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68 missionaries leave luggage in Kiribati to help Fijian nationals return home

Missionaries and Fijian nationals fill the cabin of an airplane.

Three hundred missionaries from The Church of Jesus Christ of Latter-day Saints returned home on April 4 from Tonga, Fiji, Marshall Islands and Kiribati due to the coronavirus pandemic. Among the returning missionaries, 68 serving in Kiribati were asked to leave all their luggage behind in order for 11 Fijians to board the plane.

“No one questioned or demanded to have their [luggage]. We all knew that the situation of getting our luggage off Kiribati would be a long shot ... I am still in awe of everyone’s positive outlook as I reflect upon the experience,” said Sister Lori Stewart from Arizona who was serving in Kiribati alongside her husband.

Stewart said while waiting at the airport to return home, the mission president gathered all of the missionaries together to share his testimony and advice. “He told an old Chinese story of a man who kept saying after trials in his life, ‘It could be bad or good. Only time will tell,’” she said.

While boarding the airplane, Fijian nationals joined the group of missionaries on the flight. They had a flight on March 23, but it was canceled when Kiribati instituted “national self-distancing.”

She said, “They expressed gratitude and were very appreciative of The Church of Jesus Christ of Latter-day Saints helping them out and letting them on our flight.”

A lesson on sacrifice

About 15 minutes before the plane was to arrive, the mission president visited them at the gate. Stewart said, “We were all eager to hear from him one more time, but the news he shared was that all our luggage was not going to make it on the plane.”

Jeff and Judy Brock, a missionary couple from Georgia who served as humanitarian missionaries in Kiribati, said the flight was overweight. “In these little airports, they weigh your luggage, and they weigh you. They add it up, and it’s fairly common for luggage and people to be left behind.” That's why 68 pieces of luggage from missionaries on board were left, so 11 Fijians could get home.

According to The Fiji Times, Fijian Prime Minister Voreqe Bainimarama said, “This good deed was a profound demonstration of what it meant to put humanity first and to have love and compassion for your fellow human beings, ‘not only in words, but in action.’

An elder and a sister missionary stand at the entrance of an aircraft.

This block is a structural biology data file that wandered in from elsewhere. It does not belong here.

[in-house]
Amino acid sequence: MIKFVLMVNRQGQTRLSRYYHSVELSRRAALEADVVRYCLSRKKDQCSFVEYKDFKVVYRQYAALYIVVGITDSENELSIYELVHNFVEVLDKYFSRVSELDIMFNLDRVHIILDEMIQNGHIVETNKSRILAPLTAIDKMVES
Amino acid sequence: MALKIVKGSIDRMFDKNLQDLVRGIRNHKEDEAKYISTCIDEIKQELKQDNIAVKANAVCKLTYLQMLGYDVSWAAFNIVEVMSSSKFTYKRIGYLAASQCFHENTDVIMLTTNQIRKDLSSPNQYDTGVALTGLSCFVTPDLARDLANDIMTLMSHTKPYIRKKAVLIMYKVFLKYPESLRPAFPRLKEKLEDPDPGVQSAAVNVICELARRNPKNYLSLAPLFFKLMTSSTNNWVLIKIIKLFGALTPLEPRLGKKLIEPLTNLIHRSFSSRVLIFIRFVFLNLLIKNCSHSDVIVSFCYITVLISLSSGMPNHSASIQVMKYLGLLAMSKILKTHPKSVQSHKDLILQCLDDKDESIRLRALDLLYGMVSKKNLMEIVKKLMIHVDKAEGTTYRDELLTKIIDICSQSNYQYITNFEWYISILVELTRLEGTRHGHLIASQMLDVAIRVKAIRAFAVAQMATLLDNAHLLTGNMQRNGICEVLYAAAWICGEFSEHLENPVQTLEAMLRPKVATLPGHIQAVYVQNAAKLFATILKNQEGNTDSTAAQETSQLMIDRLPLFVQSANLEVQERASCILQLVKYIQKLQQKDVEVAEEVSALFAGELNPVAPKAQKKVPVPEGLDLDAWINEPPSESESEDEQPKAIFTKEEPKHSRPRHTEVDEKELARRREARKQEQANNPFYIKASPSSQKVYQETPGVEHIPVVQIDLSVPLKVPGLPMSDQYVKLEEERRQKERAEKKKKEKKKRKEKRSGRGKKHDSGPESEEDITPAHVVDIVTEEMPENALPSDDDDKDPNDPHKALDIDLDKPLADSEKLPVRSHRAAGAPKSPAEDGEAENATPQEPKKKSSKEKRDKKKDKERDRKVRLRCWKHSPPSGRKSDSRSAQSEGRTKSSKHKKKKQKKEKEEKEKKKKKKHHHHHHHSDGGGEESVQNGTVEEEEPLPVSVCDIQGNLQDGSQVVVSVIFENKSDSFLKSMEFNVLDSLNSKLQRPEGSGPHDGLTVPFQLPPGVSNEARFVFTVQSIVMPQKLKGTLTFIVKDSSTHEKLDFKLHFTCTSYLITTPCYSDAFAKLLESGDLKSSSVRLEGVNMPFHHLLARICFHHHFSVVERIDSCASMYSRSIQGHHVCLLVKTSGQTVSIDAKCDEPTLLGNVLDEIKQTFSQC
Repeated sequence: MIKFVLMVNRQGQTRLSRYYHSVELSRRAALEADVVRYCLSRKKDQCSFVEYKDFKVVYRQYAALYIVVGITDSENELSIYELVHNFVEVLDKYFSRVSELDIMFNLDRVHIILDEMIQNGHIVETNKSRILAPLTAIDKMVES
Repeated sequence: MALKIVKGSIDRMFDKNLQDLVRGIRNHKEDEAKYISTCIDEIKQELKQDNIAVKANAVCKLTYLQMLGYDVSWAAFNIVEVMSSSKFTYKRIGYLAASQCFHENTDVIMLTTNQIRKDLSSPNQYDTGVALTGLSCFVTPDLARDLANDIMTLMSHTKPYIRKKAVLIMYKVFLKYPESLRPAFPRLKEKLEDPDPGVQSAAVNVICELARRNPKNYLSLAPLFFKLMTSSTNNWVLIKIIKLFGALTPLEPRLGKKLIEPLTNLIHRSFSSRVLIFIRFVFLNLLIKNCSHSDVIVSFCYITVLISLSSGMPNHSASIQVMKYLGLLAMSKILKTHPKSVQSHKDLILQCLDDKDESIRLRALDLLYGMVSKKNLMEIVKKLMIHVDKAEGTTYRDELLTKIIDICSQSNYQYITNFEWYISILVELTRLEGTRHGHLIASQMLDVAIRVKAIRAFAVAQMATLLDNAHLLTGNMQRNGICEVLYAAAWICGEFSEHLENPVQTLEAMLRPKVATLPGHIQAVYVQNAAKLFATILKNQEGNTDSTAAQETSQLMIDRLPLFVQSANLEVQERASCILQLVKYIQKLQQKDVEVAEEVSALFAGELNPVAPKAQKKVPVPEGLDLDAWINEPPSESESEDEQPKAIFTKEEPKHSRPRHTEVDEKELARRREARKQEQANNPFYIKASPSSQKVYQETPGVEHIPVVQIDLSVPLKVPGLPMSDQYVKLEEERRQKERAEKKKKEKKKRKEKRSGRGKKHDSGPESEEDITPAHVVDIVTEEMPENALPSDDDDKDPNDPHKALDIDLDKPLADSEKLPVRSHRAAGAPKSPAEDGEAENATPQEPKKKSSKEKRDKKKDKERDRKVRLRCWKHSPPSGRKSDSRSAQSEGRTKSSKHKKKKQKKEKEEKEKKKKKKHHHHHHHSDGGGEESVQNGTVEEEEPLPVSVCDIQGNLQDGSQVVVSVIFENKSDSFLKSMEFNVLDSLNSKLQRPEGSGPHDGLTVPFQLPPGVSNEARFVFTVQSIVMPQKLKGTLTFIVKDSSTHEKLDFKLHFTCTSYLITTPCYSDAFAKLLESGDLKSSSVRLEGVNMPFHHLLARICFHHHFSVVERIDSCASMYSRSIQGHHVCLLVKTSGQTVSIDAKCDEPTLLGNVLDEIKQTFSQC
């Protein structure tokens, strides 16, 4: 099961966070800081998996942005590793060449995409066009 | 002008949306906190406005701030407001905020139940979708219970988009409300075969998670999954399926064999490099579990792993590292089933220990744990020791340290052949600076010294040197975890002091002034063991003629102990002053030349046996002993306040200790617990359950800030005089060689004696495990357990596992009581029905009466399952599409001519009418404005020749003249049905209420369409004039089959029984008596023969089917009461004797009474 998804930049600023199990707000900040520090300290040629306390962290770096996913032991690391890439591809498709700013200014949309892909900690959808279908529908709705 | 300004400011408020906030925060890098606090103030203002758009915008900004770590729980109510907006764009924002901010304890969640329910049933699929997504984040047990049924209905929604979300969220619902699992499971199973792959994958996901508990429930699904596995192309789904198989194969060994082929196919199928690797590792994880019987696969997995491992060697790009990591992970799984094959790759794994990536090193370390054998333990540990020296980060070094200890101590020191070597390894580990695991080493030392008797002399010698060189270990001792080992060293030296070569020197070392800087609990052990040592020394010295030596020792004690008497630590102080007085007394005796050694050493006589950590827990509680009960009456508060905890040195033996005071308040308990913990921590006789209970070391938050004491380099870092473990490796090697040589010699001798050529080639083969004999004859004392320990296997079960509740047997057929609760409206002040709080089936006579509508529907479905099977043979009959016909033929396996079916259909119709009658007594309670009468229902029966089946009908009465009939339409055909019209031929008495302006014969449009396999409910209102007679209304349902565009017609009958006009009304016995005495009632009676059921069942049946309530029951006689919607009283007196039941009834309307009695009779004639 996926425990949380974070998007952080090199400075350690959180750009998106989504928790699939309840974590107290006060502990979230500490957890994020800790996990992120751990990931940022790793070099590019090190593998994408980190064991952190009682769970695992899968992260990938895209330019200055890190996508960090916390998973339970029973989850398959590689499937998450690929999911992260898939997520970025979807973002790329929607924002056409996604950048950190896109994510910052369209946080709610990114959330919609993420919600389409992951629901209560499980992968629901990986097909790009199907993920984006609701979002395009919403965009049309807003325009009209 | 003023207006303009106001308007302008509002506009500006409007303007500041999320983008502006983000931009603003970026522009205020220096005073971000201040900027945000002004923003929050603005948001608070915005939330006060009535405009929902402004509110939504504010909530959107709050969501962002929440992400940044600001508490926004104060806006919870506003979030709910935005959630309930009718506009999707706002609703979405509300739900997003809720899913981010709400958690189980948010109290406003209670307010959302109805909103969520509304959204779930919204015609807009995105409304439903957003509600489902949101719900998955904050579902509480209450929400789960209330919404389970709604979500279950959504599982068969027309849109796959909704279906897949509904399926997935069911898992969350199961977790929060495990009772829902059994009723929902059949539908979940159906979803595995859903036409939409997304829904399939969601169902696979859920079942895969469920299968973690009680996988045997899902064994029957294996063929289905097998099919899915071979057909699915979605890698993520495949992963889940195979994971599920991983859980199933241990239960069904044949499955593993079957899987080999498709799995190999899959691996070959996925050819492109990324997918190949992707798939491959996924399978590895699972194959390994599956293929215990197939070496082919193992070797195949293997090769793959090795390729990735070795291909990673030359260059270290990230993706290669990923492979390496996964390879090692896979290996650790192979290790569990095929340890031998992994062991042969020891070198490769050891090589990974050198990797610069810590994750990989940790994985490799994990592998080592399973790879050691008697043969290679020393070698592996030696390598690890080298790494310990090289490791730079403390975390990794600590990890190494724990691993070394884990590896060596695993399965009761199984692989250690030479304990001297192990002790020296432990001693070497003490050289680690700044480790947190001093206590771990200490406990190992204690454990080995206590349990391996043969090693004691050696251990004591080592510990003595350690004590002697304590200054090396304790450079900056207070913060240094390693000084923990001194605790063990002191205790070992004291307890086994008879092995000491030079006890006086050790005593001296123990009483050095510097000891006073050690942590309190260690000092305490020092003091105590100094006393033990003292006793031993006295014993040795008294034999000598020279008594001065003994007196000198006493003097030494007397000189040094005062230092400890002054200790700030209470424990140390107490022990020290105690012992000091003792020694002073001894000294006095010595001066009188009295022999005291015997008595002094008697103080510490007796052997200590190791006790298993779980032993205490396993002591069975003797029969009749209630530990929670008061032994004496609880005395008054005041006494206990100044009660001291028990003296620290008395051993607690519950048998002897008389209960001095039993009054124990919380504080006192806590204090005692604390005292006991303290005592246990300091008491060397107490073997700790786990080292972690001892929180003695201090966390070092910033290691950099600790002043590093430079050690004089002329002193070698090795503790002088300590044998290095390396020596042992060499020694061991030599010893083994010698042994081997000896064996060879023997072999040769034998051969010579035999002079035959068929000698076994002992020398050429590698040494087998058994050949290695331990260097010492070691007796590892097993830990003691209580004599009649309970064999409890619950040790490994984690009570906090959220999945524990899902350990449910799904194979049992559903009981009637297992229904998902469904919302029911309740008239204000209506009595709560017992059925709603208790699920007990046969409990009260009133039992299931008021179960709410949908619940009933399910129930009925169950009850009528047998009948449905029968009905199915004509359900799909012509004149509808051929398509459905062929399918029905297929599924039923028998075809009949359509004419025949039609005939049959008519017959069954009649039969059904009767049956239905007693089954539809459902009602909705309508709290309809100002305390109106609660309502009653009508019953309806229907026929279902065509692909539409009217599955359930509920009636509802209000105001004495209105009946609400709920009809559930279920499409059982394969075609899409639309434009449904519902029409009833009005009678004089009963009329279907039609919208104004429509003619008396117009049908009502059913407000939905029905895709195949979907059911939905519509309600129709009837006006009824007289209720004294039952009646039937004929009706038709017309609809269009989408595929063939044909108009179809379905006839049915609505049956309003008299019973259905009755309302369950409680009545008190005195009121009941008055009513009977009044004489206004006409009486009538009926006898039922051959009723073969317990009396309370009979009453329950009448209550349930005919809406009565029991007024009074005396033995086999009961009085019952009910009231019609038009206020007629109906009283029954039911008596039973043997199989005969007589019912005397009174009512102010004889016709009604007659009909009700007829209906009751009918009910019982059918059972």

“Thanks to their sacrifice, these Fijians are all safely back in Fiji, where they’ll be reunited with their families after a mandatory two-week quarantine.

“While this virus can shut borders, keep us at home and even take lives, it cannot rob us of our humanity. It cannot diminish the love we hold for others, regardless of who they are, where they come from, or the faith they follow,” said Bainimarama.

Elder Cole Young from Utah serving in Kiribati said he was sad to lose his souvenirs and memories from Kiribati because he wanted to share them with his family.

“Everyone seemed to take it with a really good attitude. It was a major tender mercy that we all felt okay with it,” he said.

Sister Nauvoo Arredondo from Utah had to leave her luggage behind as well. Arredondo said she was grateful she had a carry-on suitcase filled with souvenirs and some important things she brought on the plane.

“It felt like we were saying goodbye to our family again, like leaving for the MTC, but instead leaving our friends and families in Kiribati ... It’s as though I left my heart in [there],” said Arredondo.

The Fijian airline crew who brought them home had to be quarantined for 14 days, said Brock. She said they were aware of the sacrifice the crew was making, and the missionaries all cheered when the crew members entered the airplane. “We knew they would have to be away from their friends and family, just so they could get us home,” she said.

Until we meet again

Jeff Brock said they sang the hymn “God Be with You Till We Meet Again” on the plane in four different languages: Tongan, Kiribati, Fijian, and Marshallese. According to the Brocks, they spent most of the time waiting in the airport singing together to uplift and cheer one another up.

Judy Brock tearfully explained, “I can’t put it in words. It was very emotional to have all these young elders and sisters coming home from a place that they loved in service. It was wonderful to have it end on such a service note.

Missionaries say their goodbyes in the airport.


”It was a very spiritual, heavenly experience. You just felt like the Lord was calling all His missionaries home, every one of them that could come home.”

Elder Kamahiwa Kawaa from Hawaii served in Fiji. Kawaa said he had a strong prompting while waiting in the Fiji airport to say a prayer on the microphone. He said he felt it as soon as he entered the airport. “The feeling wasn’t going away,” he added.

He asked the first flight attendant who was standing at the door. “I asked, ‘Before we leave, can we pray?’ The flight attendant paused and then agreed. After the safety training, he asked me to say the prayer on the microphone.

“We were all feeling anxious … because we were leaving. So, it helped bring the Spirit to the flight and comfort into our hearts knowing that this is part of the Lord’s plan.”